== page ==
Close Notification

Your cart does not contain any items



Not in-store but you can order this
How long will it take?


Oxford University Press
16 October 2012
This book unfolds the subject of Relativity for undergraduate students of physics. It is intended to allow an undergraduate physics course to extend somewhat further and wider in this area than has traditionally been the case, while ensuring that the mainstream of students can handle the material. Introducing Lorentz invariants and four-vectors early on, but postponing tensor notation till it is needed, the aim is to make manageable what would otherwise be regarded as hard; to make derivations as simple as possible and physical ideas as transparent as possible.
By:   Andrew M. Steane (University Lecturer and Fellow of Exeter College University of Oxford)
Imprint:   Oxford University Press
Country of Publication:   United Kingdom
Dimensions:   Height: 245mm,  Width: 190mm,  Spine: 22mm
Weight:   948g
ISBN:   9780199662869
ISBN 10:   019966286X
Publication Date:   16 October 2012
Audience:   College/higher education ,  A / AS level
Format:   Paperback
Publisher's Status:   Active
PART I: THE RELATIVISTIC WORLD; 1. Basic ideas; 2. The Lorentz transformation; 3. Moving light sources; 4. Dynamics; 5. The conservation of energy-momentum; 6. Further kinematics; 7. Relativity and electromagnetism; 8. Electromagnetic radiation; PART II: AN INTRODUCTION TO GENERAL RELATIVITY; 9. The Principle of Equivalence; 10. Warped spacetime; 11. Physics from the metric; PART III: FURTHER SPECIAL RELATIVITY; 12. Tensors and index notation; 13. Rediscovering electromagnetism; 14. Lagrangian mechanics; 15. Angular momentum; 16. Energy density; 17. What is spacetime?

Reviews for Relativity Made Relatively Easy

Albert Einstein once emphasized, one should make things as simple as possible, but not simpler. Andrew Steane follows the master's recommendation and presents a relatively easy tour through the wonderful worlds of special and general relativity. He guides the reader patiently and pedagogically through the fundamental concepts as well as their main applications. This book is of great value for both students and lecturers. Claus Kiefer, Institute for Theoretical Physics, University of Cologne Steane's book provides a physically oriented introduction to Special Relativity and its consequences, which does not compromise rigour in its exposition. I do not know of any other textbook on the topic covering such a breadth of topics at a detailed, but at the same time accessible and insightful level. In particular, the discussion of electromagnetism in the context of Special Relativity -where Relativity really comes into life- is excellent. The book contains an interesting and original selection of exercises which will help the dedicated reader to gain mastery in the details of the theory. Juan A. Valiente Kroon, School of Mathematical Sciences, Queen Mary, University of London Offering a uniquely broad and thorough coverage of one of the standard tools of modern physics, Andrew Steane's Relativity Made Relatively Easy is an approachable and comprehensive coverage of Einstein's most famous contribution to science. It is sure to become a favorite resource for students and researchers alike. Warren Anderson, Center for Gravitation and Cosmology, University of Wisconsin-Milwaukee The book has truly the potential to become a pivotal part of scholarship in physics. This lucid and thoughtful approach to taking the reader pedagogically through how Einsteinian relativity works, and how it supersedes the Newtonian construction with respect to explaining the basic principles of physical law, is comprehensive, thorough, innovative, challenging, and in many cases original. Steane's approach fills a gap in what in many university undergraduate courses has become a topic considered rather too briefly and in a rather too stereotyped manner, and which thereby has always denied physics graduates of the deeper insight into how Lorentz invariance is at the root of almost everything. John Dainton, Sir James Chadwick Professor of Physics, University of Liverpool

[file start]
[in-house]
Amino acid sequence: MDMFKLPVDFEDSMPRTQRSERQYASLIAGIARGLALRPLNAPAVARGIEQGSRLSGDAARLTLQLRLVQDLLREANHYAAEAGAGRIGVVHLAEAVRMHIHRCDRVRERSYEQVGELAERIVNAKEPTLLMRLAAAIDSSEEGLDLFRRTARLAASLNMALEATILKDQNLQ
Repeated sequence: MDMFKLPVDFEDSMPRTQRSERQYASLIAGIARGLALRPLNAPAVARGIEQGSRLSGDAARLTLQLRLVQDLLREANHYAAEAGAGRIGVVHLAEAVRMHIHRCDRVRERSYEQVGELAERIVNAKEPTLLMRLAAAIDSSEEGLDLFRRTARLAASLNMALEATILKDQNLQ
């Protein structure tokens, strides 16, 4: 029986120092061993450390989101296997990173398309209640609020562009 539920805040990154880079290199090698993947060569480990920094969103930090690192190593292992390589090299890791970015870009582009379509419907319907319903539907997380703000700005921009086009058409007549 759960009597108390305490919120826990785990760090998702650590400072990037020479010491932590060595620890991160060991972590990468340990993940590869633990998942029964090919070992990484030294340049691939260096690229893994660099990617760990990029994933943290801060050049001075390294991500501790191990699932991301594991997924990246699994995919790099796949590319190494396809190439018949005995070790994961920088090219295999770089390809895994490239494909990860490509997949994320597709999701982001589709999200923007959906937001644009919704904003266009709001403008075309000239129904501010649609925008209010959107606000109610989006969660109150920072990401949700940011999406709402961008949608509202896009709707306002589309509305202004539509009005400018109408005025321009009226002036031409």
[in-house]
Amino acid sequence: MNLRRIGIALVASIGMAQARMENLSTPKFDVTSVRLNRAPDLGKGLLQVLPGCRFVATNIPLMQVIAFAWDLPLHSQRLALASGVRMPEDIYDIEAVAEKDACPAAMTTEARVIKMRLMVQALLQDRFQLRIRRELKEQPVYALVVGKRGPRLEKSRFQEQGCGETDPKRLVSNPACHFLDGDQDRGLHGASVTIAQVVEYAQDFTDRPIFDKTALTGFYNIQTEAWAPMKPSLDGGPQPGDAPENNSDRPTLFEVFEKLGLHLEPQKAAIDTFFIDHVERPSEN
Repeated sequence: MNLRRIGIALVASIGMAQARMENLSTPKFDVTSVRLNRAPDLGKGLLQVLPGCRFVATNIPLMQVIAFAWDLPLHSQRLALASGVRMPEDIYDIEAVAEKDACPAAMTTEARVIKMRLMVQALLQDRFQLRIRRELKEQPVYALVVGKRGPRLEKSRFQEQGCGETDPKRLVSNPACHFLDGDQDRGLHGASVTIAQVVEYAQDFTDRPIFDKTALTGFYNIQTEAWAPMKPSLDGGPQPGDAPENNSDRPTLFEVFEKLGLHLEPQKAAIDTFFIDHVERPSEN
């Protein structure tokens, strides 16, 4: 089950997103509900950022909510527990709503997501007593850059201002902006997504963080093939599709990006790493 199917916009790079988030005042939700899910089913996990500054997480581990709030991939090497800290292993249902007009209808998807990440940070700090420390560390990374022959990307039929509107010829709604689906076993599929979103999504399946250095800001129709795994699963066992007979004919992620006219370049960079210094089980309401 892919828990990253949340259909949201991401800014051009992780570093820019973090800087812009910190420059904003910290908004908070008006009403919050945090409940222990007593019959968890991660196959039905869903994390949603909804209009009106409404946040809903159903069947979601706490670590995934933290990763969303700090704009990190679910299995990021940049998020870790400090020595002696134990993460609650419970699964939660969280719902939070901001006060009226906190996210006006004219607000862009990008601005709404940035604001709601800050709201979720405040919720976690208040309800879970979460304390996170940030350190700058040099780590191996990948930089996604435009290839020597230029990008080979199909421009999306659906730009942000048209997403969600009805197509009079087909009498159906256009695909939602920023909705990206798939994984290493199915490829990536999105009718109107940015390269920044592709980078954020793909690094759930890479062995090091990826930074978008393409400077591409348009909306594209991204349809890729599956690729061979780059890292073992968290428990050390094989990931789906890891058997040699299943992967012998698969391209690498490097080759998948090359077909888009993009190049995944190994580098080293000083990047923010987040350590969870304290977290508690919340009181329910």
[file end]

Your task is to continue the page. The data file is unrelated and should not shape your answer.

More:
See Also